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    Tropical storm Agatha becomes first named hurricane of the season

    00:18
  • Memorial Day weekend: Flights cancelled, delayed due to stormy weather

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  • ‘There are more guns than people in America,’ Chuck Todd says

    02:06
  • President Biden, First Lady head to Uvalde to mourn 21 lives lost

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  • Everything we know about the Uvalde school district police chief

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  • Jon Hamm dishes on his dream role in ‘Top Gun: Maverick’

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  • Parents and their newborn baby celebrate new life with a Sunday Mug

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  • What the 'return to office' will look like – if there ever is one

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  • Second victim of the racist mass shooting in Buffalo laid to rest

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  • Zelenskyy family offers a glimpse of life in Ukraine following war

    02:09
  • Biden arrives in Japan, attempts conversation with Kim Jong Un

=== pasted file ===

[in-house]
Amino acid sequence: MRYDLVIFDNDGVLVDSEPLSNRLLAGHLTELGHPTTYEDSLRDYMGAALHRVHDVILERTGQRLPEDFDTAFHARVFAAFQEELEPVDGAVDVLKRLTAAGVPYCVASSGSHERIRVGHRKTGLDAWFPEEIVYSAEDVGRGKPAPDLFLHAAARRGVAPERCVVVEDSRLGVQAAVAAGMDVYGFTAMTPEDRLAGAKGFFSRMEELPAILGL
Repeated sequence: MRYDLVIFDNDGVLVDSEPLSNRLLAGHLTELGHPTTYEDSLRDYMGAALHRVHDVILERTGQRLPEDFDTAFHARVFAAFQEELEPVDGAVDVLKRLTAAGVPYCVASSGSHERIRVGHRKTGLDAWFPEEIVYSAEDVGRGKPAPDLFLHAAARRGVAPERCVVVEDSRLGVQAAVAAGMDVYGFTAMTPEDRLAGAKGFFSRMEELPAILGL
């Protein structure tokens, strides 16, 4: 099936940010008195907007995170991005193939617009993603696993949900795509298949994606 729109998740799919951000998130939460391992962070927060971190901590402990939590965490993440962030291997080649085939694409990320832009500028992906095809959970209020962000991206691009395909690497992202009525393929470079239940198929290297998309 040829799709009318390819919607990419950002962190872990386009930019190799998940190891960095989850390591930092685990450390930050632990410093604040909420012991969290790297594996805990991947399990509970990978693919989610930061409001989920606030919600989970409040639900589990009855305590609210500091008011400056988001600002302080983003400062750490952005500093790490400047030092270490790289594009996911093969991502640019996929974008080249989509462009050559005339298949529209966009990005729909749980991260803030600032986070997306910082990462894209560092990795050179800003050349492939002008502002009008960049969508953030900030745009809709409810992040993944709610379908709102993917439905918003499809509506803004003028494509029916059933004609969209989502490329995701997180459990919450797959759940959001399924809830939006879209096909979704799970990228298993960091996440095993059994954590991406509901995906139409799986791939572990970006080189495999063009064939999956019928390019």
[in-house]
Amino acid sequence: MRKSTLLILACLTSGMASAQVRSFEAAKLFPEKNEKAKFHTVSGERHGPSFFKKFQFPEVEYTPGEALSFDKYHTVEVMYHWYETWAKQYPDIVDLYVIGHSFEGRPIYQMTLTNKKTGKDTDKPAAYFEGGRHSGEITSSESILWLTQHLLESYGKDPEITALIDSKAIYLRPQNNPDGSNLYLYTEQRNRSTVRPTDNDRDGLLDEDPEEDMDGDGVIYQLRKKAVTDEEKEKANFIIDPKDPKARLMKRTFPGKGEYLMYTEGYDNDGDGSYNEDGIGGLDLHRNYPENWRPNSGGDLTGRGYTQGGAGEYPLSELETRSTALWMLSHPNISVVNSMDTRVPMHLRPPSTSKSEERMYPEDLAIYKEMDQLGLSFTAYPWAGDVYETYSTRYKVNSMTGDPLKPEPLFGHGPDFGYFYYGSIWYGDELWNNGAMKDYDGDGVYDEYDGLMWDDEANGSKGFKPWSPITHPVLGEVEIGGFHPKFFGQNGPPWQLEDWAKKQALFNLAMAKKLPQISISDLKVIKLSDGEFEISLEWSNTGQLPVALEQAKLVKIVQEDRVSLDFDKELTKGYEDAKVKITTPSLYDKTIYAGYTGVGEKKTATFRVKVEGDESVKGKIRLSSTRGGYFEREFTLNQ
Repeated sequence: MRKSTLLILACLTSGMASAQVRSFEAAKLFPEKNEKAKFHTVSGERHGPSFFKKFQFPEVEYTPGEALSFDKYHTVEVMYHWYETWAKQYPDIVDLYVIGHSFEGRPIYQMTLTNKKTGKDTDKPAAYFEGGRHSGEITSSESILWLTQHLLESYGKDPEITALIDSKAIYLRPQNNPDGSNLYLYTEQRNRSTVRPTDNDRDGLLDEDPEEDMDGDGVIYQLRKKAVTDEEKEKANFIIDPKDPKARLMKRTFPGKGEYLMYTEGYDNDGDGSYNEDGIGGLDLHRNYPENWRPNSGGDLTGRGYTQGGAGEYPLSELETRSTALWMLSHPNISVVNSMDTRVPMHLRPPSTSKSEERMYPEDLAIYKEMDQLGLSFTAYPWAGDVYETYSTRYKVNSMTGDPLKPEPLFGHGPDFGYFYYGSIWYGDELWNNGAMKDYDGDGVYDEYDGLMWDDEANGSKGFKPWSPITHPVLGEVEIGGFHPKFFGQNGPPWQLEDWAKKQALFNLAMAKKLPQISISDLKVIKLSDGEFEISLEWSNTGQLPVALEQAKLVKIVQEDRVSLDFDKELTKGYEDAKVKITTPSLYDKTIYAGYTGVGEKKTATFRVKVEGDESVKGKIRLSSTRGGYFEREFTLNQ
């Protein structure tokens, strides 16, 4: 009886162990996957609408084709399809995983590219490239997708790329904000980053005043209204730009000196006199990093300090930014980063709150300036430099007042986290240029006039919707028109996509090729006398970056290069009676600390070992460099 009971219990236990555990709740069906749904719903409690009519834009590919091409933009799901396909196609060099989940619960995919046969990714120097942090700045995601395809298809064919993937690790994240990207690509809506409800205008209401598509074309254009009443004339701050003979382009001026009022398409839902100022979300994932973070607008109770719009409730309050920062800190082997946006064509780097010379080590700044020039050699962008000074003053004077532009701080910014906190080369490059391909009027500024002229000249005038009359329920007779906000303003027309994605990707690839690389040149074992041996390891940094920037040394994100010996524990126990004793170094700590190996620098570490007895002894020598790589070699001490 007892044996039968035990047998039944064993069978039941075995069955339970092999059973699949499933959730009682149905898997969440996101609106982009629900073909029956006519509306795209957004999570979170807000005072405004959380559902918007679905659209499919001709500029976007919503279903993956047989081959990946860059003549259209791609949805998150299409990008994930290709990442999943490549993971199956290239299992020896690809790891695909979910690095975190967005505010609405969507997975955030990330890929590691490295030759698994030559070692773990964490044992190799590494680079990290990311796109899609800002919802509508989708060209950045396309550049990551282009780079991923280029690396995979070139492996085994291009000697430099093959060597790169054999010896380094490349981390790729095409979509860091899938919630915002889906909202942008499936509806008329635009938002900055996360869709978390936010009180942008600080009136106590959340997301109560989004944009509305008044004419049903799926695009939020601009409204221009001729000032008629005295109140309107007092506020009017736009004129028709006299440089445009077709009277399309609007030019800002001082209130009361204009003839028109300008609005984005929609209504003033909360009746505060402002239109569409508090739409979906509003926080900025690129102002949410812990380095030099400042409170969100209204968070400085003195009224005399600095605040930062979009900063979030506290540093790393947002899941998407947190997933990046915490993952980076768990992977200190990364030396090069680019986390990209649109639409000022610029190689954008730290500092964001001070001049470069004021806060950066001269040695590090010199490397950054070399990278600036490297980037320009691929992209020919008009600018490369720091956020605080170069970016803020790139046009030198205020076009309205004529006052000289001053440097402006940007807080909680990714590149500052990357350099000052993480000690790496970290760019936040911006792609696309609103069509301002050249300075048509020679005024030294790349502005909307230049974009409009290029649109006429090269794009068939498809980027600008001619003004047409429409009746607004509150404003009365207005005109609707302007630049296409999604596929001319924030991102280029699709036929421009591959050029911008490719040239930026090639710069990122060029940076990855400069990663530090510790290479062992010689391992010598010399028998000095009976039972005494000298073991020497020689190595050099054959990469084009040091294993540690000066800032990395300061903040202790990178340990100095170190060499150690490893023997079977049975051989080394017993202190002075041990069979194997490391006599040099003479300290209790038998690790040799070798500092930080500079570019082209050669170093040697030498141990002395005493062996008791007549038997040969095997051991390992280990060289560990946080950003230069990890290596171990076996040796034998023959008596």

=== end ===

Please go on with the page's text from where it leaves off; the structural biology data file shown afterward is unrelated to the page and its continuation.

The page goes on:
02:17
  • Formula crisis: ‘Operation Fly Formula' bound for Indianapolis

    02:29
  • Mike Myers talks ‘The Pentaverate’ and his big break on ‘SNL’

    07:45
  • Texas couple celebrates 10 years of marriage with a Sunday Mug Shot!

    01:08
  • This optical illusion made a driver scared of a giant hole in the road

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  • Bomb-sniffing dog is awarded Ukraine’s Medal of Honor

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  • Peter Moore, pioneering designer of Nike's Air Jordan, dies at 78

    02:35

What could the disaster in Texas mean for the future of energy in the US?

04:43

This week, millions in Texas endured freezing temperatures without power, and many were ordered to boil their water to make it safe to consume. Gov. Greg Abbott initially blamed renewable energy sources for the failure, but the organization that manages most electricity in the state garners most of its generating capacity from fossil fuels, natural gas and coal. What could this mean for the future of how America makes and uses energy? NBC’s Anne Thompson has this week’s Sunday Focus.